|The Crianza that decided to be a Grand Reserva|
The problem with mature white Riojas is that the style is the quintessential acquired taste. I have acquired a taste for them over the years, to the point I now regret I didn't buy more of the Gravonia. It's easy to pigeonhole the savory aromas - roasted nuts and minerals bordering on cured meats - as oxidized, and that's certainly what I thought when I first encountered white Riojas. And, surely there is light touch of deliberate and measured oxidation. Yet, the Gravonia's bouquet is so complex, vibrant and convincing that it wipes out any preexisting bias. Same for the palate: there's a richness bordering on sweetness, but even after years in bottle, the acidity is still in vibrant balance with the fruit, so that the form remains focused and culminates in food friendly saltiness.
There is actually another problem with mature white Riojas: bottle variations I've had a decent amount of white Riojas from Heredia. Some were gems, some were really off and some just did not meet expectations. I've had Reservas playing at Grand Reserva level and vice versa. The best white Heredia I've had was a twenty one year old Grand Reserva Tondonia 1991. This is a very close second. (Aug. 15, 2018)
Fat Guy, 150 NIS.
Joseph Drouhin, Gevrey-Chambertin, 2012
I don't have too many data points on Drouhin, but the best of the wines I've drunk ranked as the best wines of their class from the negociant houses. A wine store near our offices accepts lunch vouchers as payment and I'd had my eye on this for a few months. The thing was, I didn't trust the store's climate control. When I asked the seller to bring a bottle from the back of the shelf (less exposure to light), he said the batch came in "just this week". Yeah, right. But this bottle is in decent shape, a sous bois, umami shape. It's an old school Gevrey, a wine that coughs and scratches, rather than seducing: drying tannins and aromas of black fruit, blood and iron, and not one to age further. Yet it does have its roguish charm and those tannins eventually soften up and put out. I like. (Aug. 2, 2018)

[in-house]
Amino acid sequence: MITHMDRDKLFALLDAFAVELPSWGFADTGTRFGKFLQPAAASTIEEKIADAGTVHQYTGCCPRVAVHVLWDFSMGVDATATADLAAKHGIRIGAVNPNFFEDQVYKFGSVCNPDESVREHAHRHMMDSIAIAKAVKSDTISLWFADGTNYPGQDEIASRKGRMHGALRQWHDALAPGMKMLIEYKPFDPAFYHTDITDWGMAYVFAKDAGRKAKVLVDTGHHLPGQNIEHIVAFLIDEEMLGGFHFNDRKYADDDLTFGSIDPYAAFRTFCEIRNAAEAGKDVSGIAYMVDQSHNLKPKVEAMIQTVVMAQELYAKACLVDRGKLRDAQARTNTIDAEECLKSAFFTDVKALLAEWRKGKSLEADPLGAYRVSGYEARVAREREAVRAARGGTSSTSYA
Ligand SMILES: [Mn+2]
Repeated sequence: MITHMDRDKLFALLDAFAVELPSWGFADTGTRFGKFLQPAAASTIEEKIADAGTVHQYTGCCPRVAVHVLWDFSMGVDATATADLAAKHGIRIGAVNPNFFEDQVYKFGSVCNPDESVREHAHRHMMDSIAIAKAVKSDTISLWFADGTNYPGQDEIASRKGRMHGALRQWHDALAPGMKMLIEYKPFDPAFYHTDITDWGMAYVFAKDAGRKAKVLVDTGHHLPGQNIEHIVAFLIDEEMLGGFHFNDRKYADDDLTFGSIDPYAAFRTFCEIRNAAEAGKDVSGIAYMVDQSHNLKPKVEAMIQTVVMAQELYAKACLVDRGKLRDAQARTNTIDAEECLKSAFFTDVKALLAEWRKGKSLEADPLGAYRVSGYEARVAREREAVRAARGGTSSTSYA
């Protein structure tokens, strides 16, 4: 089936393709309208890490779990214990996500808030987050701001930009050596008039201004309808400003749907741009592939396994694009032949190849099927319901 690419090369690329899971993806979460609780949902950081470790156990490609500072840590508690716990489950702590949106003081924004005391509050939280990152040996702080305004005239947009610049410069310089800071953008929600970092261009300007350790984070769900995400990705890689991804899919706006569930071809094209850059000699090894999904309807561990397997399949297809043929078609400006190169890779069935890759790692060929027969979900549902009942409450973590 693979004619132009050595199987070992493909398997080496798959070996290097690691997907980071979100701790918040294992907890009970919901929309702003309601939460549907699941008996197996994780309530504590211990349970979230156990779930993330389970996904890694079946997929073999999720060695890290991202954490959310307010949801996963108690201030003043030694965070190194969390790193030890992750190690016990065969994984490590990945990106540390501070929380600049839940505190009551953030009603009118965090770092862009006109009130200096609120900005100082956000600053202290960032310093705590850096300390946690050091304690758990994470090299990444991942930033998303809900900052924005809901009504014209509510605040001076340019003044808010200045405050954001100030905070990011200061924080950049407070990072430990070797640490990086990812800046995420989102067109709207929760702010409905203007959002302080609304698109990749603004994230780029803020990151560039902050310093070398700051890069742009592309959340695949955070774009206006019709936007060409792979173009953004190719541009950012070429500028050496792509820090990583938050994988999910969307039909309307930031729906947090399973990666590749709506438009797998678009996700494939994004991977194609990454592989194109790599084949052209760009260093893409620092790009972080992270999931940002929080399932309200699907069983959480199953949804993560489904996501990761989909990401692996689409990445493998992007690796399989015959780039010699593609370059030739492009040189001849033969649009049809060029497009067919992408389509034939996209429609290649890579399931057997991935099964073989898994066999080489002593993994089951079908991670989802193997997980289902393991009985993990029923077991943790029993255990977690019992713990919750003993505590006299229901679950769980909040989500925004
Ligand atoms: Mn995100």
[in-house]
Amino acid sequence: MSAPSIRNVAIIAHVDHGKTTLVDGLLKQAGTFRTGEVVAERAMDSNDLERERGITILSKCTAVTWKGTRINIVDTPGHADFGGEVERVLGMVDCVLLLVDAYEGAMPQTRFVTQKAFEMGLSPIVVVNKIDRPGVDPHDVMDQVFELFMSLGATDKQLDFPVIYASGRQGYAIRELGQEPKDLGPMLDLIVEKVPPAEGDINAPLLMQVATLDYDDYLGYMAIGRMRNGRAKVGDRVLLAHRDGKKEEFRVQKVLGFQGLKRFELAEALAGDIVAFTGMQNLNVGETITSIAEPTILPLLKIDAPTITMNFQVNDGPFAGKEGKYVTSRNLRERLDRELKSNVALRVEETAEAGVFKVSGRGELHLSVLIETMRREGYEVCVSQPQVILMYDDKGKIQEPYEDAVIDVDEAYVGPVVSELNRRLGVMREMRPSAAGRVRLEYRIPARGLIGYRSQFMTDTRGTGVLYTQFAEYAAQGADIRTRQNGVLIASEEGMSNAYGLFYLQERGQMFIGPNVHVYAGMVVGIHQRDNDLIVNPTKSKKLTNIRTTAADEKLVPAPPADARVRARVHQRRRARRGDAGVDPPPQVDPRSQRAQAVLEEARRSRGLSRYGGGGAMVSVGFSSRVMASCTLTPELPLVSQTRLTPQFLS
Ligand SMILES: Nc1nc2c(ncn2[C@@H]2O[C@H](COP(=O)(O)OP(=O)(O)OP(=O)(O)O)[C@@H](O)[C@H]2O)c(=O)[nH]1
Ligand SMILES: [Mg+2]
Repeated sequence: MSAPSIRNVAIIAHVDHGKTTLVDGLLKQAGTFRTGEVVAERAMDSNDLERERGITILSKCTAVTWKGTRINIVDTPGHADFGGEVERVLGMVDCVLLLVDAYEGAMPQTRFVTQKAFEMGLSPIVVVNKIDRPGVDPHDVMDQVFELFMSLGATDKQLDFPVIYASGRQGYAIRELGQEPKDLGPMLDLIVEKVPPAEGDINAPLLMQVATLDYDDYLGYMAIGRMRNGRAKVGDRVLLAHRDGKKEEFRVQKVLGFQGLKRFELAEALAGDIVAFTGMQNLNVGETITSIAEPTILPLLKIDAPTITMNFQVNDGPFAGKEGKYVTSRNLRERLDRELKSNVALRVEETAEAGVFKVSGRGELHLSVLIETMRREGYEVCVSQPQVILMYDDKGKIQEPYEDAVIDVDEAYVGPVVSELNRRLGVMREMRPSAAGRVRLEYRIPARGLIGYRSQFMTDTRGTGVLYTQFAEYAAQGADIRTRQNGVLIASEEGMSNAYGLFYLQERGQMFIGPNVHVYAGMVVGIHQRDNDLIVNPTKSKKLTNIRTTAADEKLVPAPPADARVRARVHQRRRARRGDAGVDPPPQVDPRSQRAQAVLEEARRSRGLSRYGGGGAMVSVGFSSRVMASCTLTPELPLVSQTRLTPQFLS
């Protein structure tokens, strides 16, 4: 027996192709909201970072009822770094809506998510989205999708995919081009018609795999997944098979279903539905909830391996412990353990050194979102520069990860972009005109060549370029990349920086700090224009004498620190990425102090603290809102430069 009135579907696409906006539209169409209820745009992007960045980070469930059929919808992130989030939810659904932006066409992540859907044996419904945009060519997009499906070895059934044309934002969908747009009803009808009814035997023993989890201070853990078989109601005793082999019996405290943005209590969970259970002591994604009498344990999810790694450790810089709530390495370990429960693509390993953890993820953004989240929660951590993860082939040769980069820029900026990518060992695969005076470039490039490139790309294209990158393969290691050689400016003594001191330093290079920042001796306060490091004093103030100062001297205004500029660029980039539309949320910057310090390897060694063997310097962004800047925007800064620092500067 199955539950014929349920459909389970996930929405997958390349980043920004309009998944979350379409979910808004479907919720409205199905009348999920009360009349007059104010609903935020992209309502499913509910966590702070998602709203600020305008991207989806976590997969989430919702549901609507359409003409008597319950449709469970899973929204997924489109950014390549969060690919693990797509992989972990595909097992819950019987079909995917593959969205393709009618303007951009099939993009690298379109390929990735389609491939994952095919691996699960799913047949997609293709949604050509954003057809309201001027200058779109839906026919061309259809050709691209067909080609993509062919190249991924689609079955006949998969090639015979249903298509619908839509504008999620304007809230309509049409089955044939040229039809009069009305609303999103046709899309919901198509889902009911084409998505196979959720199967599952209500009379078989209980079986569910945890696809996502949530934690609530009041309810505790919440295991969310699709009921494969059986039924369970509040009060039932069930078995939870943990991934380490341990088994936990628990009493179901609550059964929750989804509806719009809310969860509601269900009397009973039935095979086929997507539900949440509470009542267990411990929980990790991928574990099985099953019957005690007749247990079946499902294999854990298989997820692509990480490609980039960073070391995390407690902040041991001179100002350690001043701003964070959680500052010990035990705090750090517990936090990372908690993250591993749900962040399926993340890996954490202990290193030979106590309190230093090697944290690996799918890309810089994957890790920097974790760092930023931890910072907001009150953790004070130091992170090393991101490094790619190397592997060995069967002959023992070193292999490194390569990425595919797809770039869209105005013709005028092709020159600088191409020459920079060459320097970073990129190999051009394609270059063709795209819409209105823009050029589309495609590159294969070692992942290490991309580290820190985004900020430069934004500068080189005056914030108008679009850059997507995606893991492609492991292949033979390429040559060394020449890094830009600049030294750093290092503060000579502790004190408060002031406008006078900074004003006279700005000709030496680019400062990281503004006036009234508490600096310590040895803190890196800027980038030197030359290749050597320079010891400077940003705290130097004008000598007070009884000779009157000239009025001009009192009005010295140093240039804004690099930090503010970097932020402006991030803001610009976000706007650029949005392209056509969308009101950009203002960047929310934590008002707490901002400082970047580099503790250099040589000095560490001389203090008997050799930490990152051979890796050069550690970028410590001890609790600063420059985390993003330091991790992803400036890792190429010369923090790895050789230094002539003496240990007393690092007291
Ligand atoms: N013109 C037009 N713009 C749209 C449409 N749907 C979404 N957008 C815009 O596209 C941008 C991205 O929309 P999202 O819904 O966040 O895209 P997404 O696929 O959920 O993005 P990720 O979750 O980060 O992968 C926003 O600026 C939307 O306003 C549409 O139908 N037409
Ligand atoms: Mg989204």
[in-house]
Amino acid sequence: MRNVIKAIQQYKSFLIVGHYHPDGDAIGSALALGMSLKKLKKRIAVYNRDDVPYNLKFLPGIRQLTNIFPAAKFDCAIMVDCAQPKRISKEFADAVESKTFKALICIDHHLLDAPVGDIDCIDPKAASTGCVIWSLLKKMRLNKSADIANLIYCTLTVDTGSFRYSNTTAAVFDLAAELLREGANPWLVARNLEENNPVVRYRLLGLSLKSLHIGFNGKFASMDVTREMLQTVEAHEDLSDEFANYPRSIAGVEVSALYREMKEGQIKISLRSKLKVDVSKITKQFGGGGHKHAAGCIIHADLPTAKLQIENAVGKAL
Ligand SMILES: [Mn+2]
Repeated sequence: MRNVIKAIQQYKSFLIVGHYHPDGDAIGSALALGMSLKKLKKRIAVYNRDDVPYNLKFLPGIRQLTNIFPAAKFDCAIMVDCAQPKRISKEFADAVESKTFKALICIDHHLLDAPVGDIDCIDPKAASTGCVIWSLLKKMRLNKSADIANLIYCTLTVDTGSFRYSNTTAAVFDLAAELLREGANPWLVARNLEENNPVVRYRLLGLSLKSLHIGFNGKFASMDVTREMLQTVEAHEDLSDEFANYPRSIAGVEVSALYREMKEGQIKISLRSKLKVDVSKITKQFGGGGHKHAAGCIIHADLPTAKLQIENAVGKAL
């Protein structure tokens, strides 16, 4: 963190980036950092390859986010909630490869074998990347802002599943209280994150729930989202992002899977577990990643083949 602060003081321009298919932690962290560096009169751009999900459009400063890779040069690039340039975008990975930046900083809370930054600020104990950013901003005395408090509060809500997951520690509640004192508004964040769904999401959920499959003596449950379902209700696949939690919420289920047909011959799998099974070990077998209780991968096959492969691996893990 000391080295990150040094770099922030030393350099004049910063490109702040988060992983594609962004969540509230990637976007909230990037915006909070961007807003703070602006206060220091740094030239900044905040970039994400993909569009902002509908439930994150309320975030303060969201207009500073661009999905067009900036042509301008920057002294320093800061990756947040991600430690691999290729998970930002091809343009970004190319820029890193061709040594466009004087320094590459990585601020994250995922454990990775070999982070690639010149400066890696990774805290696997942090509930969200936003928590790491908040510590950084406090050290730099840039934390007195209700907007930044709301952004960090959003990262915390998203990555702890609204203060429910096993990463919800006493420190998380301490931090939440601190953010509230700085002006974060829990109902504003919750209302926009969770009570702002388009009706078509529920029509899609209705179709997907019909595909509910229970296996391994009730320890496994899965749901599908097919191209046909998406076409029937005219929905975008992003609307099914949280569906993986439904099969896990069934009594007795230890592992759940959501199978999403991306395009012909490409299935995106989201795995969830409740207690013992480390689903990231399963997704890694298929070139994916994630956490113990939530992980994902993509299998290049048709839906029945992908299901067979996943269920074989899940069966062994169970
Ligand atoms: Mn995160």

Vitkin, Israeli Journey, Special Edition, 2016
What's special about this edition is that it's based on Marsellan (and then Carignan, Petite Sirah and Petit Verdo), which has been hit and miss with me so far. It's different from the regular Journey in that it is more floral and riper, whereas the regular shows iron and graphite. It reminds me of their 2014 Grenache, and although it is less convincing than that beautiful wine at this point, I think there's mid term promise here. (Aug. 3, 2018)
About 90 NIS.
Vitkin, Grenache Noir, 2015
I didn't think this is up to the par of the 2014 when I first drank it a few months ago, and I still don't think so now, but it's improving. The nose is more complex and the palate has gained a lithe shape that I really like. I do find it hard to find a tangible reason why it's a lesser wine - mostly the length and I probably miss the floral element that I loved about the 2014 - but it is a wine that I want to follow in future vintages. The reason for that is the way Assaf Paz was able to get pure, fruity, spicy flavors out of Grenache while keeping the alcohol, sugar and extract down to very reasonable levels. Take that, Chateauneuf! (Aug. 16, 2018)
Arnaud Baillot, Montagny Premier Cru, Vieilles Vignes, 2016
This is the new Burgundy negociant that Wine Route has started importing and I know nothing about the enterprise. It was a whim buy and I forgot that Premier Cru is overvalued at Montagny, with about 50 Premier Cru vineyards. This is a decent wine, nothing especially exciting here, it could serve as an introduction to Bourgogne but that's it. (Aug. 4, 2018)
About 200 NIS.
Margalit, Paradigm, 2016